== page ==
INTERVIEW: GENERAL LEBED ON THE ARMY & THE KREMLIN
Publication: Prism Volume: 1 Issue: 2
Interview: General Lebed on the Army & the Kremlin
The following is an excerpt from an exclusive Prism interview with Lt. Gen. Aleksandr Lebed, commander of the 14th Russian Army, and possible candidate for the presidency of the Russian Federation.
Prism: General Lebed, more than once you have criticized Defense Minister Pavel Grachev. Several other well-known generals have refused to obey his orders. Does a danger exist that there will be a split in the Russian Army?
Lebed: The fate of my country and its army is dear to me; therefore I always honestly and openly express what I think concerning what is taking place in the country and in the army. This may please some and displease others, but it is my constitutional right. I do not get involved in criticism for the sake of criticism; I only try to declare what I see to be the consequences of particular decisions. For example, the minister of defense has declared that so-called mobile forces have been created. Where are they? Why weren’t they used in Chechnya? The answer is simple: all the declarations of the minister about military reform remain on paper. The Russian army now holds out on what remains from Soviet times. I don’t see any constructive development yet. The army is threatened today not by those who condemned the Chechen adventure and refused to participate in it, but by those who actively use this adventure to resolve domestic political conflicts. That and that alone threatens the army with a split.
Prism: Do tensions exist between the army and units of the Interior Ministry and the Federal Security Service?
Lebed: There are no open contradictions. Although I should mention that the pay in the Interior forces is higher than in the army and, to put it mildly, this upsets many army officers. More significantly, this difference in pay is an indication of which force structures are more important for those in power. Never was the Russian Army so neglected and mistreated by the regime as it is today. This inflicts harm not only on the security of the country, but on the security of the authorities who have not thought much about this aspect of things.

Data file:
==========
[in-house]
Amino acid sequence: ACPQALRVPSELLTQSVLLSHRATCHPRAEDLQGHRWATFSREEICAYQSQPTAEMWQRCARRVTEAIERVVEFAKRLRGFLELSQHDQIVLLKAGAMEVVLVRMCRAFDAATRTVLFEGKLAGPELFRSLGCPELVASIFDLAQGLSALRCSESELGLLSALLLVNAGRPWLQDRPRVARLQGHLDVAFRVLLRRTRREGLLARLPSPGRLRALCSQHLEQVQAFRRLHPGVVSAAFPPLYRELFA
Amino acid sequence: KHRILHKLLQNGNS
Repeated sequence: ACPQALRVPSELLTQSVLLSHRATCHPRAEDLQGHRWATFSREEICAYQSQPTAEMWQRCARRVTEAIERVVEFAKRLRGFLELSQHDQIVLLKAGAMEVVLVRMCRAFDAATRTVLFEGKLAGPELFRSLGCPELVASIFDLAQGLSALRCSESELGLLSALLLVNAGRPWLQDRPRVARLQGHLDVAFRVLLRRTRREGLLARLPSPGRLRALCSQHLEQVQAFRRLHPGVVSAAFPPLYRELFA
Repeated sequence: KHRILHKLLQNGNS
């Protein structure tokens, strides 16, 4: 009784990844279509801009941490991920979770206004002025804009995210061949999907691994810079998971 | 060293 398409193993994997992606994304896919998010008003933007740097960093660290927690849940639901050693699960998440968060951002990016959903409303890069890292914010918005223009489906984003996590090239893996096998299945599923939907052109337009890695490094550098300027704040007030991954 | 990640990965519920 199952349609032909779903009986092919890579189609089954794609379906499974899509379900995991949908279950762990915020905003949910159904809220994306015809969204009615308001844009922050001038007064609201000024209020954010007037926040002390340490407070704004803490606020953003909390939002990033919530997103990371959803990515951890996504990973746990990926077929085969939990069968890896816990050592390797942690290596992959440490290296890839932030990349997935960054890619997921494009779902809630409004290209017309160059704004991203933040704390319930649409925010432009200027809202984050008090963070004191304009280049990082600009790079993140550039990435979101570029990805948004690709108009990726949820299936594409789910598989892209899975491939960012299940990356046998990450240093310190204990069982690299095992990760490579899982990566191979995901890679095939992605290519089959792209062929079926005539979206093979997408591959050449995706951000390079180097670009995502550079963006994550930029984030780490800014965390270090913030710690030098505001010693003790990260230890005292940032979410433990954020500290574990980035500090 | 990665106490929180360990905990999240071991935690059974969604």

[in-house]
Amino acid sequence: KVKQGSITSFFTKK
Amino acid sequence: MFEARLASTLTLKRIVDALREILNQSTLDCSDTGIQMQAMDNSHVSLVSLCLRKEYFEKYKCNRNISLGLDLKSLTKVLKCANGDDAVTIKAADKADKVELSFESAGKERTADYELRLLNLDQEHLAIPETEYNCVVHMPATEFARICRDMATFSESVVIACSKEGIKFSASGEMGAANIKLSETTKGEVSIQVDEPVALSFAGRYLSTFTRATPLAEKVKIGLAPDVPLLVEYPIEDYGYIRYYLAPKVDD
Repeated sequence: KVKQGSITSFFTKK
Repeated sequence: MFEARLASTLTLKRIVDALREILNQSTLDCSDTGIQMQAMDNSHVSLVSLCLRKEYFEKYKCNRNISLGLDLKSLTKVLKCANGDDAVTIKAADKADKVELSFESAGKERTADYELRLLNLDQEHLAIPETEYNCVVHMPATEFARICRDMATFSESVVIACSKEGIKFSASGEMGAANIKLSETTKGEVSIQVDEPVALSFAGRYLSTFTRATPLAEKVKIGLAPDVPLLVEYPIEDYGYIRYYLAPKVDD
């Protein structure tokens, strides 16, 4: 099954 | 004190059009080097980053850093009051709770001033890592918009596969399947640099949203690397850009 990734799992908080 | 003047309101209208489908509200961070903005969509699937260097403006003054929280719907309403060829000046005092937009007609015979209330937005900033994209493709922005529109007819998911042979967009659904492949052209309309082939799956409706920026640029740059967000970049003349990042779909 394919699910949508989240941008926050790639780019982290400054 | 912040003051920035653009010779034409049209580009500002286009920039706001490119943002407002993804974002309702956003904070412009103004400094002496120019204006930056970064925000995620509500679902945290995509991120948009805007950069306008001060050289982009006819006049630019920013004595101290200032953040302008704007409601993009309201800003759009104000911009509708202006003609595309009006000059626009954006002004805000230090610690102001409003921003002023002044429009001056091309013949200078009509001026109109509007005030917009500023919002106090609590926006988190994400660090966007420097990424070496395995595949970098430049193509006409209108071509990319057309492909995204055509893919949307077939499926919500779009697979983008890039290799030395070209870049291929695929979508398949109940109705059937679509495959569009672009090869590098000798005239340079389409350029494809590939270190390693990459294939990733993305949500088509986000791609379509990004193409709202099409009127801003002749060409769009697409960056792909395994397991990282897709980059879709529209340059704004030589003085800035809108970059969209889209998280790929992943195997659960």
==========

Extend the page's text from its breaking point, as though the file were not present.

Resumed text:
Prism: What do you see for the Russian army in the future?
Lebed: It will occupy a worthy place in society and will fulfill honorably its functions in guaranteeing national security. The geopolitical situation of Russia requires it to have a well prepared and equipped army. I do not exclude that the Russian Army will be integrated into the international military-political system, a step that would dramatically strengthen international security. Moreover, we should remember that the Russian army always was an inalienable component of the Russian state. Our army was always strong in those historic moments when its actions were inspired by generally recognized state interests, and its leaders were people who were able to combine military tactics with an understanding the character of the people. The first major military reformer of Russia, Skopin-Shuyskiy, the father of our victories over Polish interventionists and over the Swedes during Russia’s first time of troubles, achieved his successes precisely because he combined these two aspects of leadership better than anyone else in his day.
Prism: There are rumors that [Defense Minister] Grachev has proposed that you become minister of defense in Tajikistan.
Lebed: Yes, such proposals were made at the same time that Grachev wanted to reform the 14th Army. I considered such a proposal to be incorrect in the extreme, particularly as it involves a sovereign country. A Russian officer who was recommended for such a post besides all the other legal formalities would have to sign two contracts: one with the ministry of defense of Russia and the second with the government of Tajikistan. I rejected this proposal immediately because I consider myself a citizen of Russia and I serve its interests. Had I accepted, I would have suffered a loss of standing among my subordinates. And I will not trade this authority even for a minister’s portfolio.